Horse Girl

Heather Radke
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Just before dawn on a late July morning, I stood next to a Mister Whippy ice cream truck with a throng of people looking out over a swamp on the far eastern shore of Virginia. We were weighing our options. In a couple of hours a herd of wild ponies would thrash through the water and climb ashore on the other side of the swamp. A small group of people already stood there, on a strip of solid land. If we joined them, we’d be closer to the ponies, close enough to see their nostrils flare above the waterline as they pawed their way across; close enough to stroke their manes once they made landfall. We’d get to shake hands with the Saltwater Cowboys, the fraternity of wranglers who convince the ponies to swim. Every summer the cowboys round up the foals and mares on the barrier island of Assateague and swim them across a channel to the touristy island of Chincoteague. The ponies are then paraded through the winding streets to the island’s fairgrounds, and are auctioned to fund the volunteer fire department.

Not everyone who came to the Chincoteague Island Pony Swim crossed the swamp; there were other places to watch the event. Some in the crowd chose the comfort of the nearby Veteran’s Memorial Park, which was outfitted with jumbotrons and a sea of camp chairs; others stayed near the Mister Whippy truck and watched the landing through binoculars. Crossing to the far side of the swamp is for the diehards: pony swim veterans, little kids who have made their parents wake up early, as if it were Christmas morning, and horse-loving grown-ups like me who want to see something they’ve been imagining since they were ten.

The swamp, a pit of black muck, stinking of sulfur, was bordered on one side by a giant pier reserved for press photographers, and on the other side by a complex of ugly, vinyl-sided condos with a strictly enforced no-trespassing policy. I stood next to a woman from Cincinnati who was engaged in a debate with her eight-year-old daughter about whether or not to cross. The girl had liked the idea in the abstract, but now she wasn’t so sure. I understood how she felt.

“Did you read the Misty books?” I asked the girl, referring to Misty of Chincoteague, the children’s book by Marguerite Henry that forms the foundational legend of this place. Henry came to the pony swim in the mid-1940s and wrote a book about a small foal she met, and eventually bought, called Misty. The girl, clinging to a stuffed pony, nodded yes, and looked up at me. “So did I,” I told her. I assumed that Henry’s depiction of the pony swim was why we were all there. We wanted to see something in real life that had previously lived for us only as fiction, a spectacle that existed most vividly on the other side of the swamp.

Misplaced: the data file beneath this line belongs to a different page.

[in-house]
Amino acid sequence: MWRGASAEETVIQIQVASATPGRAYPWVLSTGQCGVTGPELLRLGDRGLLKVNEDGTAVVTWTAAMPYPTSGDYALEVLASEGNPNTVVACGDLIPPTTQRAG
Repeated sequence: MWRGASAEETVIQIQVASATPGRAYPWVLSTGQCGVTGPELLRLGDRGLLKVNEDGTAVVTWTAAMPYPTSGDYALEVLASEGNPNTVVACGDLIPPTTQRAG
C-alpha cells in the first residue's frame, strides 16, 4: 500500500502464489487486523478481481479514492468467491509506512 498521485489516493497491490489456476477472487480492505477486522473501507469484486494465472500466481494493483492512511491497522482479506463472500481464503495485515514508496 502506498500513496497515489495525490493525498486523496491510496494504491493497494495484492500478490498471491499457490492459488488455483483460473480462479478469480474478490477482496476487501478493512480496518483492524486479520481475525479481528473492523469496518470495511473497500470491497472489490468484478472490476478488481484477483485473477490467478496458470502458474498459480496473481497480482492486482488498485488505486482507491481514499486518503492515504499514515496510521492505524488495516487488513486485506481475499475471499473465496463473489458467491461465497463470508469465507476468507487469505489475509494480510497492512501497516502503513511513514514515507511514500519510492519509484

We were soon knee-deep in mud, hoping not to be thigh-deep. The girl’s father had scoped out the best route the night before and led us close to the pier, working on the theory that the pilings might keep us out of the worst of the muck. We jumped from one patch of reeds to another, and when we finally got to the other side, we stood on the only small band of solid ground between the swamp and open water. I was then among the pony swim zealots, looking out over the channel as the sun finally rose high, waiting for the wild creatures to swim toward captivity.


On a map, Assateague appears as a long green strip, denoting national park land, and runs thirty-seven miles up the east side of Virginia—the last land before open ocean. Chincoteague, just seven miles long and full of ice cream stores and cheap beach shops, lies half a mile to the west of Assateague, tucked between the long barrier island and the mainland. Driving up the coast from Virginia Beach to Chincoteague I pass areas that are verdant, rural, and poor.  A discontinued train line connects abandoned tracks and ghost stations. Boarded-up Victorian houses and dollar stores dot the landscape. But the cliché of rural decline isn’t all that you see as you drive—there is an enormous NASA flight facility and a marine science station on the mainland just before the bridge to the island.

Half the herd of wild ponies lives on the northern section of Assateague and belongs to the federal government, which manages them with a light touch—the most the feds do is shoot annual birth control darts into their rumps. The other half of the herd lives on a small southern section of Assateague and belongs to the Chincoteague Volunteer Fire Company, which has managed them since 1924, when it first used the annual pony penning and auction to help pay for its equipment. Since then it has been dutifully fighting the island’s fires as well as tending to its half of the ponies—it deworms and vaccinates them, and treats injuries. It’s the firemen’s job to keep the ponies somewhere near the wild end of the gradient between feral and tame, but not so wild that they die of hunger or disease.